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When running tail -f filename, I got the following message:

tail: inotify cannot be used, reverting to polling: Too many open files

Is that a potential problem?

How do I diagnose what's responsible for all the open files? I have a list of suspect processes, but if they don't turn out to be the culprits, instructions that don't rely on knowing which process to check would be useful.

4
  • 1
    Have you increased the number of file descriptors available via ulimit? Aug 28, 2012 at 3:09
  • 2
    @IgnacioVazquez-Abrams That may be helpful to other users, but to me it'd feel like treating the symptom rather than the disease. Aug 28, 2012 at 3:13
  • While you're not wrong, sometimes apps have legitimate reasons for having many files open. Aug 28, 2012 at 3:14
  • Related: Ubuntu - too many open files?
    – kenorb
    Feb 3, 2019 at 0:08

3 Answers 3

82

You can use lsof to understand who's opening so many files. Usually it's a (web)server that opens so many files, but lsof will surely help you identify the cause.

Once you understand who's the bad guy you can

  • kill the process/stop the program
  • raise the ulimit

If output from lsof is quite huge try redirecting it to a file and then open the file

Example (you might have to Ctrl+C the first command)

lsof > ~/Desktop/lsof.log
cat ~/Desktop/lsof.log | awk '{ print $2 " " $1; }' | sort -rn | uniq -c | sort -rn | head -20
vim ~/Desktop/lsof.log
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  • 46
    For the lazy: lsof | awk '{ print $2; }' | uniq -c | sort -rn | head
    – itsadok
    Nov 27, 2012 at 6:10
  • 1
    I got the same error and using ulimit doesn't work. The tail -F command still returns the error. I increased the limit from 1024 to 3000 so I would imagine that I have enough room by then... I guess I'd have to reboot! Jan 26, 2013 at 11:41
  • 16
    I found itsadok's line helpful, but I think you should sort first (because uniq only works with adjacent lines), run uniq, then sort again. So lsof | awk '{ print $2; }' | sort -rn | uniq -c | sort -rn | head. Feb 2, 2013 at 0:45
  • 26
    Sorting and counting up the most files open is definitely the best thing to do. Show process name as well as pid: '''lsof | awk '{ print $2 " " $1; }' | sort -rn | uniq -c | sort -rn | head -20'''
    – gaoithe
    Dec 1, 2014 at 11:34
  • 2
    @gaoithe if you put that into an answer I will gladly upvote it :)
    – Matt Ball
    Jul 27, 2015 at 17:56
32

In case anyone else needs it...

ulimit -a

Will display all current limits. Specifically ulimit -n 70000 will set the file descriptor limit.

Also...

cat /proc/sys/fs/file-max

Will display/set the kernel limit if edited.

sudo echo 200000 > /proc/sys/fs/file-max

A much more detailed explanation can be found at...

How do I increase the open files limit for a non-root user?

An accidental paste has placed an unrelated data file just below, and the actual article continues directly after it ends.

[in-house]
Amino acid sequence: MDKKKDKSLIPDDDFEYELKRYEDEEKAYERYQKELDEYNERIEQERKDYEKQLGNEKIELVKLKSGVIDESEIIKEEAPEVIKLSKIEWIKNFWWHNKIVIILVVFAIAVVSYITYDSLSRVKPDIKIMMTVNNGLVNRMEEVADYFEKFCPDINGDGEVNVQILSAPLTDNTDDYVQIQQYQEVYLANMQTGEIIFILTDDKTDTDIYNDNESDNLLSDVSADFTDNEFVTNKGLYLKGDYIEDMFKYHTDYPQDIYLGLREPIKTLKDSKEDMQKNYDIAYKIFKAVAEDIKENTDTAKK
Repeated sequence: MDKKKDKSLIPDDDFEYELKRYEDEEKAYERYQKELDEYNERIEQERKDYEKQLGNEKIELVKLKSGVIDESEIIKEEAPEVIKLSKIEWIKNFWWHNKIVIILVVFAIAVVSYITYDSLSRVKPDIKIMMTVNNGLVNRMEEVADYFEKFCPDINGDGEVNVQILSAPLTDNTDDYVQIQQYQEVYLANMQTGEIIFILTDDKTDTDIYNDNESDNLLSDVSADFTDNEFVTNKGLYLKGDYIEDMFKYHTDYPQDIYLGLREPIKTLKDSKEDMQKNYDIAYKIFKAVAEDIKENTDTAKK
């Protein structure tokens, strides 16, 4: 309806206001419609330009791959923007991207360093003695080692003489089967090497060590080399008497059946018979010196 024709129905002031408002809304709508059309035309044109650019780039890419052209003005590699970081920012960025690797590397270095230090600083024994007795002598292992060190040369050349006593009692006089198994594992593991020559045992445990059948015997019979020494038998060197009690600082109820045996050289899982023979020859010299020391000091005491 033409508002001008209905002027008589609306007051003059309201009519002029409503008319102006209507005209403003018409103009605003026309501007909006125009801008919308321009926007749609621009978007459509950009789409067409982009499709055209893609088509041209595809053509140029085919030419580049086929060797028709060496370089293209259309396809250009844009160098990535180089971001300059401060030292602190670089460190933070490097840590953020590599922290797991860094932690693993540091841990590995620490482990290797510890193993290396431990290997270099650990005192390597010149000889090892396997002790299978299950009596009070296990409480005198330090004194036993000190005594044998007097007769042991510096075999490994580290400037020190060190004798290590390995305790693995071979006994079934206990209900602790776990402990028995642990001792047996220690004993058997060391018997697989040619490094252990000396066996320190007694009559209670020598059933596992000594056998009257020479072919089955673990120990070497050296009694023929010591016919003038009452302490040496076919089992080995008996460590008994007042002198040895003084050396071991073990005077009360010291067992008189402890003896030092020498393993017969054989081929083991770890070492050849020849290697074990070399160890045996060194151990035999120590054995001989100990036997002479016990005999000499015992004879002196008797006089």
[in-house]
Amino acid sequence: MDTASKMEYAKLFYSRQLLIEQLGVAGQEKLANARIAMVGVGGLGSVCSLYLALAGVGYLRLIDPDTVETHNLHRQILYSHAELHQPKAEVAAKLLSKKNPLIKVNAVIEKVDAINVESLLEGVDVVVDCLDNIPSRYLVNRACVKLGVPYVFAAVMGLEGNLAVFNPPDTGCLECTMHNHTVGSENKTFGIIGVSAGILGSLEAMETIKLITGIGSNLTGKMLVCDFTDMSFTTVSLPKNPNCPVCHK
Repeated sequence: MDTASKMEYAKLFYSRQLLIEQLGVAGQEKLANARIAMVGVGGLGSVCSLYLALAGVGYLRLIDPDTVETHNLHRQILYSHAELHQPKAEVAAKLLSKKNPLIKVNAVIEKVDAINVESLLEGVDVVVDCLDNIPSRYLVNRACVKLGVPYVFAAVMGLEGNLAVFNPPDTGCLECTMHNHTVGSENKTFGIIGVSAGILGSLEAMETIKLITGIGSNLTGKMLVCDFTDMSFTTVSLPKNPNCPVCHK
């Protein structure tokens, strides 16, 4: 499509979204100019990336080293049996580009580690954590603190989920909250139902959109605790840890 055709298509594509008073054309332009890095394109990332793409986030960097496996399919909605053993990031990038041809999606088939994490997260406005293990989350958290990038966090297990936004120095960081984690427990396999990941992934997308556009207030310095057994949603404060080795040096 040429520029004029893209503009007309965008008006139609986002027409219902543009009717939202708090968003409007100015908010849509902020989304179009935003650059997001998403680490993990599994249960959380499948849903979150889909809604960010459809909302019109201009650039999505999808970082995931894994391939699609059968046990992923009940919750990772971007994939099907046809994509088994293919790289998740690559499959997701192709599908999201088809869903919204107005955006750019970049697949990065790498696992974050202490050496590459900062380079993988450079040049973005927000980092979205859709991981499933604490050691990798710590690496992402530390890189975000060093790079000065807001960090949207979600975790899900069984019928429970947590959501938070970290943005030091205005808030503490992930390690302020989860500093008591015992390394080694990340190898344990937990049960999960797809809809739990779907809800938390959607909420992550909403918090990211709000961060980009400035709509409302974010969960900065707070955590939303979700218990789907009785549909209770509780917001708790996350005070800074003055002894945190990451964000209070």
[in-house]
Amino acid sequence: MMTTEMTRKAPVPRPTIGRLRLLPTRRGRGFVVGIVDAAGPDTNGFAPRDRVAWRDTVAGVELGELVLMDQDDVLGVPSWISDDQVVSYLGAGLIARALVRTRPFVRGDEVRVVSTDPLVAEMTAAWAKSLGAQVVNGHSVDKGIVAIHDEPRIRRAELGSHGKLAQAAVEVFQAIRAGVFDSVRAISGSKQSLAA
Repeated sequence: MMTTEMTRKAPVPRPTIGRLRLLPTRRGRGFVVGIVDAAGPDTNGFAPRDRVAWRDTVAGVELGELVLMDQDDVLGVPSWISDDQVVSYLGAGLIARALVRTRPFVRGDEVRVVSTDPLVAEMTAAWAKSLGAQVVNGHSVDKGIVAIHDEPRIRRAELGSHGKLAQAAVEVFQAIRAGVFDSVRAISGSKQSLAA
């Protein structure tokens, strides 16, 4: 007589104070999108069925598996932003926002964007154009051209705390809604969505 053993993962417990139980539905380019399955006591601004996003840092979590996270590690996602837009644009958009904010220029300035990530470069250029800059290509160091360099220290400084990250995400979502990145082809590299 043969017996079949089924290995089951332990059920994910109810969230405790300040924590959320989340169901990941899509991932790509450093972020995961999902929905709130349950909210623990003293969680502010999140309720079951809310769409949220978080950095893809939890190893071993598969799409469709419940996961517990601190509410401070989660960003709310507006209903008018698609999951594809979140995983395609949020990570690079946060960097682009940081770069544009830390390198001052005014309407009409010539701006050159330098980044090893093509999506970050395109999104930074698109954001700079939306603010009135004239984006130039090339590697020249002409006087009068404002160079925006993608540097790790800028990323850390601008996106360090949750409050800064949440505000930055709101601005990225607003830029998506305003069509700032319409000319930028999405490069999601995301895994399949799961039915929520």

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  • 4
    ulimits are there so you can keep tight control over resource use in your system. It is best to increase them individually for processes you know will need to use many file descriptors. By keeping them tight in testing you will find processes which might steadily leak file descriptors over time. Note also that file handles are used for any device access in unix/linux. e.g. every network socket open by a process uses a file handle. That explains why you can hit the "too many open files" in case of regular file-system files as well as any device files such as network connections.
    – gaoithe
    Dec 1, 2014 at 11:51
  • "Too many files" (EMFILE) has nothing to do with /proc/sys/fs/file-max. The english translation for that error "Too many files for systerm" (ENFILE), indicating the system-wide limit. "Too many files" always refers to the per-process file descriptor limit. Sep 10, 2021 at 2:00
4

While ulimit can be used to determine how many files are allowed to be open per process you may want to find the culprit.

@itsadok @Tyler Collier @gaoithe in comments to other answers highlight that sorting and counting which process has the most files open is the best thing to do here:

sudo lsof | head -1 | awk '{ print "COUNT " $2 " " $1; }' && sudo lsof +c 0 | awk '{ print $2 " " $1; }' | sort -rn | uniq -c | sort -rn | head -20

Above command:

  • Gives output a header
  • lsof gives list of open files
  • +c 0 option instructs lsof to print full command
  • awk '{ print $2 " " $1; }' prints PID and COMMAND column in results
  • sort -rn sorts results so identical entries are next to each other (needed for uniq -c to work properly)
  • uniq -c counts files open by PID/command
  • sort -rn sorts results by count
  • head -20 shows top 20 files open by PID/command

Note: This will count includes "files" that don't count towards limits

You may want to investigate even further by looking at limits for a PID, # of files open for a specific PID, and limit lsof to only count files that count towards limit - see https://serverfault.com/a/964752/152562.

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